- What are Rücklagen?
- How to build reserves
- Kapitalrücklage (capital reserve)
- Gewinnrücklagen (retained earnings)
- How are reserves dissolved?
- Want to know more?
Rücklagen is a German accounting term. Put simply, reserves are a company’s savings (Sparguthaben). The formation of reserves is mandatory for all companies, but there are also separate regulations for the AG and the UG. These additional obligations do not apply to the GmbH.
An important thing to know about reserves is that, in principle, on the Bilaz (balance sheet) there are two different types of reserves: offenen Rücklagen (open reserves) and stillen Rücklagen (hidden reserves). Let’s unpack what these mean below.
In accounting, offene rücklagen are open reserves that are recorded in a separate reserve account. What are their characteristics?
Reserves serve as additional debt capital and thus increase the creditworthiness of the company.
They are considered variable equity in terms of the appropriation of profits and the purpose for which they are used.
All reserves appear separately from subscribed capital on the liabilities side of the balance sheet
Stille Rücklagen (hidden reserves)
Stille Rücklagen (hidden reserves) are, as the name suggests, hidden. They don’t appear on the balance sheet as part of equity (Eigenkapital). Hidden reserves arise when assets are undervalued or liabilities are overvalued. Thus, it causes the balance sheet profit or equity to appear lower than is on a given Bilanzstichtag (balance sheet date).
Rücklagen (reserves) are different from Rückstellungen (provisions or accruals). Rückstellungen are open liabilities that count as debt capital.
All companies must create Kapitalrücklagen (capital reserves), which are shown separately on the balance sheet. But how are reserves formed in GmbHs, UGs and AGs? Reserves are usually formed from the net profit for the year by way of a resolution of the company. Instead of distributing the profit, the shareholders decide at an official meeting (Gesellschafterversammlung for UGs and GmbHs or Hauptversammlung for AGs) to retain all or part of the annual surplus to increase the company’s equity capital. Other typical events that lead to the formation of reserves in a company include:
- Additional contributions from shareholders
- Capital reductions of share or nominal capital
- Payments above par value
How are reserves recorded on the balance sheet?
Companies record reserves as a component of equity capital (Eigenkapital). As they are part of the company’s assets, they are on the liabilities (Passiva) side of the balance sheet (Bilanz). And, often appearing after the share capital (Kapital) (§ 266 HGB).
Within the balance sheet structure, the different types of reserves have different classifications:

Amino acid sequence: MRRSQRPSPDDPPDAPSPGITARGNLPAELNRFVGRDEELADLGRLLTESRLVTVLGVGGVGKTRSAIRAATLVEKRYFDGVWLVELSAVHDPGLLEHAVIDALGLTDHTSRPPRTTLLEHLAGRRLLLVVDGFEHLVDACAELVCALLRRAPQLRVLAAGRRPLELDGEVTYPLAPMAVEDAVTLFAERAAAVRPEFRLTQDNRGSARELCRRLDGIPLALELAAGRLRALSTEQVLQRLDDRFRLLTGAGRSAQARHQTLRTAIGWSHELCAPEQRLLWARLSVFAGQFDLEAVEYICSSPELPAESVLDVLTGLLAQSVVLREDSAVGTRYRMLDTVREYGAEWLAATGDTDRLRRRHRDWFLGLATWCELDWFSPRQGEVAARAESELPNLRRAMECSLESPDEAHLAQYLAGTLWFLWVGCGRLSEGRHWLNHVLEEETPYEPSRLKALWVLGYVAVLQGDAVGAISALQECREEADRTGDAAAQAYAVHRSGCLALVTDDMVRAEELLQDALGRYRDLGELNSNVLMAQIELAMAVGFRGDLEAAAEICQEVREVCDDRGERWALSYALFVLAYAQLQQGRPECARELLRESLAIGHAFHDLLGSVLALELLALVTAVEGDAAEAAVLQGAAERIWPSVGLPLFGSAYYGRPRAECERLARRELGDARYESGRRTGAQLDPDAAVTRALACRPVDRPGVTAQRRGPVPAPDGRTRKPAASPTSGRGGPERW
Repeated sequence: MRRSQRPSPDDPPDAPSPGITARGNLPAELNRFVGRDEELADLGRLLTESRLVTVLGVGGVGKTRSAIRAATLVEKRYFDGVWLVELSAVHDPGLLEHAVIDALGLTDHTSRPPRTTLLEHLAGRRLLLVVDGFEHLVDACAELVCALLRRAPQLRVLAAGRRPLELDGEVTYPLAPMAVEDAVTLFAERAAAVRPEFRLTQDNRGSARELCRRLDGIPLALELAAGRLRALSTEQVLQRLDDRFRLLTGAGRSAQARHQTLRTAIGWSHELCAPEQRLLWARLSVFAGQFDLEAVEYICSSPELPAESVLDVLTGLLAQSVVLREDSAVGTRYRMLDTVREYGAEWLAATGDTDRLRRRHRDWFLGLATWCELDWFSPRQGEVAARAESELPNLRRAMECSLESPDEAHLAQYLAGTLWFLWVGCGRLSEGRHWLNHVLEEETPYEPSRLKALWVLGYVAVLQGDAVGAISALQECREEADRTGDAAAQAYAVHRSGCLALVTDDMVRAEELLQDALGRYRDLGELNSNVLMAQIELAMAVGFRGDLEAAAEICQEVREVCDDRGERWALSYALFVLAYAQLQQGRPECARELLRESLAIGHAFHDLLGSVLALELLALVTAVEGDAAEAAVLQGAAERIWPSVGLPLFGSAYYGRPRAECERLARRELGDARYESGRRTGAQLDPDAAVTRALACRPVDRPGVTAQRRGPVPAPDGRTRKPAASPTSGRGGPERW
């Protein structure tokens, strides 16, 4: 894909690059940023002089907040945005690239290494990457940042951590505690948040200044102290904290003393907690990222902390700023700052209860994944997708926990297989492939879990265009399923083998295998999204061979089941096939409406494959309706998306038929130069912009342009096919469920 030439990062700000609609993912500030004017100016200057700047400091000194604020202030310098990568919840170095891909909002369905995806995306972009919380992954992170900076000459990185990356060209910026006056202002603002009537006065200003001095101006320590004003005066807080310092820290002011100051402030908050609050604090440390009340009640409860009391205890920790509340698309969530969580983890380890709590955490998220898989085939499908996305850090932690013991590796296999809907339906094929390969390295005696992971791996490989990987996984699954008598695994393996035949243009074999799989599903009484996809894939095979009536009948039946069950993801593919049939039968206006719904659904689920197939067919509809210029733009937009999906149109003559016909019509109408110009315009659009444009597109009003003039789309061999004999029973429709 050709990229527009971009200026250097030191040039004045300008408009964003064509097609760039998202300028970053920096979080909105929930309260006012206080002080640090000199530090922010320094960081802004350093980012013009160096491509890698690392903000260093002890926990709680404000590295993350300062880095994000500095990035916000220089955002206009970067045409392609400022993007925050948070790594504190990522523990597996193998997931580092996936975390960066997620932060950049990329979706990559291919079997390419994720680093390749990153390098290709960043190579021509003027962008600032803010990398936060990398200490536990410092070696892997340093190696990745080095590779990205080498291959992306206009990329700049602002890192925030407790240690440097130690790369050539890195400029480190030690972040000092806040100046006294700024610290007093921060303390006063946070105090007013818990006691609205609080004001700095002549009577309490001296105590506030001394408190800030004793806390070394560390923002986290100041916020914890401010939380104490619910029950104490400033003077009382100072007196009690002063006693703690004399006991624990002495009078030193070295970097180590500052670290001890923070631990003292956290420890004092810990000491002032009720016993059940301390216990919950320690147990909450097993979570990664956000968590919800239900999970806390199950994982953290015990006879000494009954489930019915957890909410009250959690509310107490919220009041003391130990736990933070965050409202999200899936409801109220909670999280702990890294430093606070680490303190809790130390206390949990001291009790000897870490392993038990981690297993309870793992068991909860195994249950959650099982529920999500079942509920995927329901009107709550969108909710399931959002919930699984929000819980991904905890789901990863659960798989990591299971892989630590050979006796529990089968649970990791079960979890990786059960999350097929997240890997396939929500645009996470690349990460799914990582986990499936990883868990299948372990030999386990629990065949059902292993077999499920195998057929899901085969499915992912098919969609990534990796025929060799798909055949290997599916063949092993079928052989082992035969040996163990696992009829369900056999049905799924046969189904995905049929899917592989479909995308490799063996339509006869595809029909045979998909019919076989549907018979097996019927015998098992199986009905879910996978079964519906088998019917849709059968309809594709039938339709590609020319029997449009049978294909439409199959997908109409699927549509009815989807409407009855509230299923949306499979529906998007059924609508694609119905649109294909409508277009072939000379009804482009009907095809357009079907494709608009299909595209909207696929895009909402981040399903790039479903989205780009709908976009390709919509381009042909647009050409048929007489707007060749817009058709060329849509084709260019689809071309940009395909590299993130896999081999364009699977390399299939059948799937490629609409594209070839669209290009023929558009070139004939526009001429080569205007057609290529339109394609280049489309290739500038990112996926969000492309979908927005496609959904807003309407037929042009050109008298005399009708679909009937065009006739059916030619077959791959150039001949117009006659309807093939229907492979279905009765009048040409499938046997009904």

- Eigenkapital (equity capital)
- Gezeichnetes Kapital (subscribed capital)
- Kapitalrücklage (capital surplus)
- Gewinnrücklagen (retained earnings)
- gesetzliche Rücklage (legal reserves – as required by law)
- Reserve for shares of controlling or majority shareholders
- Satzungsmäßige Rücklagen (statutory reserves – as required by the company’s articles of association)
- andere Gewinnrücklagen (other revenue reserves)
As per the German commercial code (§ 272 para. 2 HGB), the capital reserves include the following:
- Share issuance amounts, including Bezugsanteilen (subscription shares), that exceed the nominal value or, when there is no nominal value, exceed the accounting par value.
- Amounts received from issuing bonds for conversion rights and option rights to acquire shares.
- Any additional payments made by shareholders in exchange for Vorzugsaktie (preferred stock or preference shares)
- Other additional payments made by shareholders into equity.
While the GmbH and the UG have the freedom to utilise their capital reserves, the AG (public limited company) can only withdraw them under certain conditions, precisely defined in § 150 (3) and (4) of the Aktiengesetz (stock corporation act). For more information, refer to the “Dissolution of Reserves” section.
Gewinnrücklagen (retained earnings) are the profits a company retains after paying taxes and expenses. These earnings come from the surplus of income over expenses in the current or previous financial years. Before allocating or using these funds, the company must first pay corporation tax. Retained earnings are a result of the company’s self-financing activities. German law recognises three types of revenue reserves: gesetzliche Rücklage (legal reserves) required by regulations, satzungsmäßige Rücklagen (statutory reserves) mandated by the company’s articles of association, and freiwillige Rücklagen (voluntary reserves) chosen by the company.
How does the UG build gesetzliche Rücklage (statutory reserves)?
When it comes to setting aside reserves for a UG (haftungsbeschränkt), specific rules apply. The obligation to retain earnings is a requirement established in the GmbH Act, which applies to the UG. According to § 5a, section 3, GmbHG, every UG must allocate 25% of its annual net profit (after subtracting any losses carried forward from the previous year) as revenue reserves. Additionally, this means that a maximum of 75% of the UG’s profits can be distributed among shareholders.